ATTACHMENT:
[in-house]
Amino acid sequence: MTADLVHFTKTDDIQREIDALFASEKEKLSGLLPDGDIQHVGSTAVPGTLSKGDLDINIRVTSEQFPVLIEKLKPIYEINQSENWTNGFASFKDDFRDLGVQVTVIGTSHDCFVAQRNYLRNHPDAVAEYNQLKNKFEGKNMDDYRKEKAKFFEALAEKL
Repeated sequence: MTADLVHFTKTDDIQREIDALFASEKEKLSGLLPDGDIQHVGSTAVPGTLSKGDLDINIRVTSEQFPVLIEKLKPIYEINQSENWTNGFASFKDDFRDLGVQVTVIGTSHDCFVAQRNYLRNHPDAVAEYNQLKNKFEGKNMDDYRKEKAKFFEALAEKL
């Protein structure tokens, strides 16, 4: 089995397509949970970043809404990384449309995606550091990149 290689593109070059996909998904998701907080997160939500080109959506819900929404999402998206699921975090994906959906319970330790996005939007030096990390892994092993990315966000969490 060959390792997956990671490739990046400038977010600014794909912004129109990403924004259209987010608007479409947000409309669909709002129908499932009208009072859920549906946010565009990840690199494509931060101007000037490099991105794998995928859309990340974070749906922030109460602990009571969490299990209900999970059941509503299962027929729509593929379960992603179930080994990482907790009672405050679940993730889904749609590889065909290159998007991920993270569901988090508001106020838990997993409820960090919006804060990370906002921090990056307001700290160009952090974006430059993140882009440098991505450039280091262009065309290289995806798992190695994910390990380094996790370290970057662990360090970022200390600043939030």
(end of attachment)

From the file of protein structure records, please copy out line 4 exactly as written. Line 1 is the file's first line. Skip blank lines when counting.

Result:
């Protein structure tokens, strides 16, 4: 089995397509949970970043809404990384449309995606550091990149 290689593109070059996909998904998701907080997160939500080109959506819900929404999402998206699921975090994906959906319970330790996005939007030096990390892994092993990315966000969490 060959390792997956990671490739990046400038977010600014794909912004129109990403924004259209987010608007479409947000409309669909709002129908499932009208009072859920549906946010565009990840690199494509931060101007000037490099991105794998995928859309990340974070749906922030109460602990009571969490299990209900999970059941509503299962027929729509593929379960992603179930080994990482907790009672405050679940993730889904749609590889065909290159998007991920993270569901988090508001106020838990997993409820960090919006804060990370906002921090990056307001700290160009952090974006430059993140882009440098991505450039280091262009065309290289995806798992190695994910390990380094996790370290970057662990360090970022200390600043939030």